March 20, 2014 , , ,

Money, Money, Money?


Money, Money, Money?

Here’s where dreams come crashing down.  This is when you’ll hear “oh man, see, I could be wicked famous if I only had the cash.”  Come on, you’ve thought it before, right?

For a lot of people, money is the root of every problem in their lives.  Not having enough cash causes enormous stress and wrecks the decision making process for more than just your music.

The best way to avoid either requiring or spending lots of cash is to be smart.  That’s not to say you can achieve all of your goals without dropping a few bucks in the process, but be prepared for it and plan accordingly.   Assuming you have music, your first goal should be finding some fans.

Your biggest enemy as a musician is anonymity.  If nobody knows you exist, they can’t buy your music, come to your shows, or get excited about your new release.  Fortunately, your fans are worth money!   Every email address and Facebook fan has value.  They’re interested in you, and probably befriended you because they want you to succeed.  In less superlative terms, they’re your revenue stream!

Taking that into consideration, alongside some realistic hard and opportunity costs for doing business, I’m putting forth the proposition that you need $10,000 to start a band.[1]

You’re thinking that’s ridiculous.  You can barely pay the rent, and now you’ve got to come up with $10k to get a band off the ground?!?

Before you scoff and stop reading, you might already have the $10k!  Consider the following table, fill in the numbers for your band, and see where you come out:

Relax.  Take a deep breath.  In with the good air, out with the bad air.   That’s better.  OK, we can keep going…



There’s no agreed upon value for a Twitter follower.  This is an average of multiple amounts/estimates. 

This isn’t an automatic solution for starting your band.  However, it’s an easy, direct way to evaluate where you’re at relative to building a foundation for your musical endeavors.  All the money in the world, spent on lavish recording sessions, doesn’t amount to squat if you’ve got nobody to share it with when you’re done.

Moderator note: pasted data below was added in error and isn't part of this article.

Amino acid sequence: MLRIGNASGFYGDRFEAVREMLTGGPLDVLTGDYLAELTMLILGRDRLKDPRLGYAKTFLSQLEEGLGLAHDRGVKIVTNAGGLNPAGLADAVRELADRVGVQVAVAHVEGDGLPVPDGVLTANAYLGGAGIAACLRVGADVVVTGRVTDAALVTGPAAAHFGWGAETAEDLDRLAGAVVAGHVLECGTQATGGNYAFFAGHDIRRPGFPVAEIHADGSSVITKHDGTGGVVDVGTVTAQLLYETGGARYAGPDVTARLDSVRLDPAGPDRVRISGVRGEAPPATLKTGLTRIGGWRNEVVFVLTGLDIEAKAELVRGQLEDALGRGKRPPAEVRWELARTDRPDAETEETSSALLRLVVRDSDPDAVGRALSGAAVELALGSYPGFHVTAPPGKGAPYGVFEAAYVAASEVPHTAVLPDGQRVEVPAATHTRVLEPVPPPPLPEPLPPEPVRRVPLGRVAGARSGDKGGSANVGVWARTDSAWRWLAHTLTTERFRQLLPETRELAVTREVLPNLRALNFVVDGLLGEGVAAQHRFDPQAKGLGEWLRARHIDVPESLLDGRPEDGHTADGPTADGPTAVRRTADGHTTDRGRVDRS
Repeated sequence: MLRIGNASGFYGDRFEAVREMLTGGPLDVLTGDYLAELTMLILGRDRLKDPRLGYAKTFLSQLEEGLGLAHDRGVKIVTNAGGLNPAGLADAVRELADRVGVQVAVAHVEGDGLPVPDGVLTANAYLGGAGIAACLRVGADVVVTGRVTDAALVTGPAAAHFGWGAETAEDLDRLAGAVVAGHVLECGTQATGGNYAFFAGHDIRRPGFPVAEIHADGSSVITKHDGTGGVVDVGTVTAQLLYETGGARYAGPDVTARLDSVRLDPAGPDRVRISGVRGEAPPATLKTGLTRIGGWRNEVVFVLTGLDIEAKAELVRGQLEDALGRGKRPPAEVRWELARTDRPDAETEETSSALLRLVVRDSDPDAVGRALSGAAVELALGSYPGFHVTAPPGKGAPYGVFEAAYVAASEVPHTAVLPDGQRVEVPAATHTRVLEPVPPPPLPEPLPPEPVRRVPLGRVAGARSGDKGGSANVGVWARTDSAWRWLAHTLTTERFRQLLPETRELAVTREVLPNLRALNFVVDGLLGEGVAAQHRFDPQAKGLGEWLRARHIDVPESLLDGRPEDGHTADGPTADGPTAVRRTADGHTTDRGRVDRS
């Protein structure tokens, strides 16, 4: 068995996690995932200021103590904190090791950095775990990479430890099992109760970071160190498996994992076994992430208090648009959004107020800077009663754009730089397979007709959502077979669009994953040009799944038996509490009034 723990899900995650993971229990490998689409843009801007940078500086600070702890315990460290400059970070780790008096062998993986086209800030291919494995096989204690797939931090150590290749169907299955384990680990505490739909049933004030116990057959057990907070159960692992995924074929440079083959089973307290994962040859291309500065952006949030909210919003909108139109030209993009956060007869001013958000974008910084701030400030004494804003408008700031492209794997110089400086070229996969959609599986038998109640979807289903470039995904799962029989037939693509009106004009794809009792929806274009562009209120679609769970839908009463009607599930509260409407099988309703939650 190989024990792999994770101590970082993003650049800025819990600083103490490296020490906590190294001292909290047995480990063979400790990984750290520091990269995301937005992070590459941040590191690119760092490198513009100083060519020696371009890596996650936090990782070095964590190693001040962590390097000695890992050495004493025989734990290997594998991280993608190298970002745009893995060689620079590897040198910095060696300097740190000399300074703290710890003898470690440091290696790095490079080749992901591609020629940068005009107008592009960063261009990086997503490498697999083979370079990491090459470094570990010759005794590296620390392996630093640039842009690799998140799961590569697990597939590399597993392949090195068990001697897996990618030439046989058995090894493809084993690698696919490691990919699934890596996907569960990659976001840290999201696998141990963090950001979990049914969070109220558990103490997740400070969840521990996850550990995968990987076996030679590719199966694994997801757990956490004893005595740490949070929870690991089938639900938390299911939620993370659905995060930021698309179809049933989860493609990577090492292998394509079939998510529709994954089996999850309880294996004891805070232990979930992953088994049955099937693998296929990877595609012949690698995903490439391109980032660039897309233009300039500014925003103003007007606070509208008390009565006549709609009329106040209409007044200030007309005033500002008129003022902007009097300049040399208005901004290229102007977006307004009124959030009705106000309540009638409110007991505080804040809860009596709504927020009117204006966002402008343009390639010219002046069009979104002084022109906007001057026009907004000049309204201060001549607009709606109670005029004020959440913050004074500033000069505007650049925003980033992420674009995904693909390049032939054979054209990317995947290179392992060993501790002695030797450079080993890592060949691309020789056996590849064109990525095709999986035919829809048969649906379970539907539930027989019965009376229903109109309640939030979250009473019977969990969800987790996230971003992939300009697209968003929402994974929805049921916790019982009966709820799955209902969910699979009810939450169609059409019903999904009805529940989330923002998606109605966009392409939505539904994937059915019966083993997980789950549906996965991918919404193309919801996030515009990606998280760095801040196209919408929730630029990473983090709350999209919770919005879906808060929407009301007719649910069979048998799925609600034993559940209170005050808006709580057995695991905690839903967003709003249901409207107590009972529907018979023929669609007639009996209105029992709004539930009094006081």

If you hit the $10,000 mark, it’s safe (though never guaranteed!) to assume that you can approach this group once with a new project and generate $10,000 worth of return.  As you see the valuation of each platform, you’ll notice that while it’s easier to build followers on Twitter, their “per fan” value is fairly low.  Alternately, people aren’t always motivated to do something based upon a Tweet.

The classic example is Amanda Palmer selling $19,000 worth of t-shirts in 10 hours via Twitter.[2]  Excluding her incredible sense of humor and marketing abilities, it’s not quite as magical as it sounds.  Amanda had 30,000 followers on Twitter.  Each fan (on average) had to purchase $1.58 worth of product for her to sell $19,000 in merch. [3]

Selling that amount is amazing, no arguments here, but when you have a devoted fan base, it’s not overly crazy to ask them to spend $1.58 on something cool and personal from you.  The excitement of the opportunity generated a solid ROI (Return on Investment).  More on ROI soon…

As of Winter 2011, Amanda has 531,400 followers.   A similar idea could have a potential ROI of $839,612.  ($1.58 x 531,400).  Not bad for 10 hours of work, right?   Ultimately though, what makes this happen is being creative.  There’s no substitute for hard work and creativity, no matter which platform you use.  Your fans are smart and savvy.  Don’t expect them to buy a shitty product or idea.

Some things though you’ll have to pay for. Regardless of what you’ll be spending the money on, it’s nice to know that you have it there, ready to go.  Being able to “pull the trigger” on a project is exciting – just be careful.  Having the money doesn’t automatically start a clock on how fast you can spend it.  Shop around, get competive bids, and never be afraid to negotiate with people.  You’ll never get the discount you didn’t ask for.

As mentioned earlier, there are countless companies and consultants willing to take your cash.  Many of ‘em will make some very persuasive arguments and lofty promises. Remember:   you’re only interested in paying for results – not promises.  For whatever money you spend, what are you actually getting?    If you’re still not convinced or confident, get everything in writing. This way, when that marketing guy promises you’ll have 25,000 Facebook fans by next week, you’ll be able to get your money back.  Or you’ll have a stack of new fans.  Win win?


[1] We’re not talking about the cost of gear, travel, and rehearsal space.  This is just for marketing.  Don’t panic …

[3] In reality, she sold $25 t-shirts to 200 fans through Twitter that night yielding $5,000.  Re-capping the event on her blog yielded further sales along with some other creative online activities.

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Money, Money, Money?